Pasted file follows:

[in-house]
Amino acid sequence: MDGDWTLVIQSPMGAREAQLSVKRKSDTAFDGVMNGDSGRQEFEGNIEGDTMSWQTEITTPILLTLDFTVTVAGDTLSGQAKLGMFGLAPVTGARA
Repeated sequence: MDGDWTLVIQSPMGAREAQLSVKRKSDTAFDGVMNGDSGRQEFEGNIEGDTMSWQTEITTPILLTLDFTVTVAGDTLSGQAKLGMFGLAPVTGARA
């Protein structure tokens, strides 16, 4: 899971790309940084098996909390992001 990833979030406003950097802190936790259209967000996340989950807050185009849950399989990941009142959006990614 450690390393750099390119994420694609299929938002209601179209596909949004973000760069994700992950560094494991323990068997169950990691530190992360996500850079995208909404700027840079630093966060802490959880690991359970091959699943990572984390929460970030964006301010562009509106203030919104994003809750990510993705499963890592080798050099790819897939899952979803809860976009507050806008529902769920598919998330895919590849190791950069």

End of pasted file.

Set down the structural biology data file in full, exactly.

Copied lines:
[in-house]
Amino acid sequence: MDGDWTLVIQSPMGAREAQLSVKRKSDTAFDGVMNGDSGRQEFEGNIEGDTMSWQTEITTPILLTLDFTVTVAGDTLSGQAKLGMFGLAPVTGARA
Repeated sequence: MDGDWTLVIQSPMGAREAQLSVKRKSDTAFDGVMNGDSGRQEFEGNIEGDTMSWQTEITTPILLTLDFTVTVAGDTLSGQAKLGMFGLAPVTGARA
């Protein structure tokens, strides 16, 4: 899971790309940084098996909390992001 990833979030406003950097802190936790259209967000996340989950807050185009849950399989990941009142959006990614 450690390393750099390119994420694609299929938002209601179209596909949004973000760069994700992950560094494991323990068997169950990691530190992360996500850079995208909404700027840079630093966060802490959880690991359970091959699943990572984390929460970030964006301010562009509106203030919104994003809750990510993705499963890592080798050099790819897939899952979803809860976009507050806008529902769920598919998330895919590849190791950069």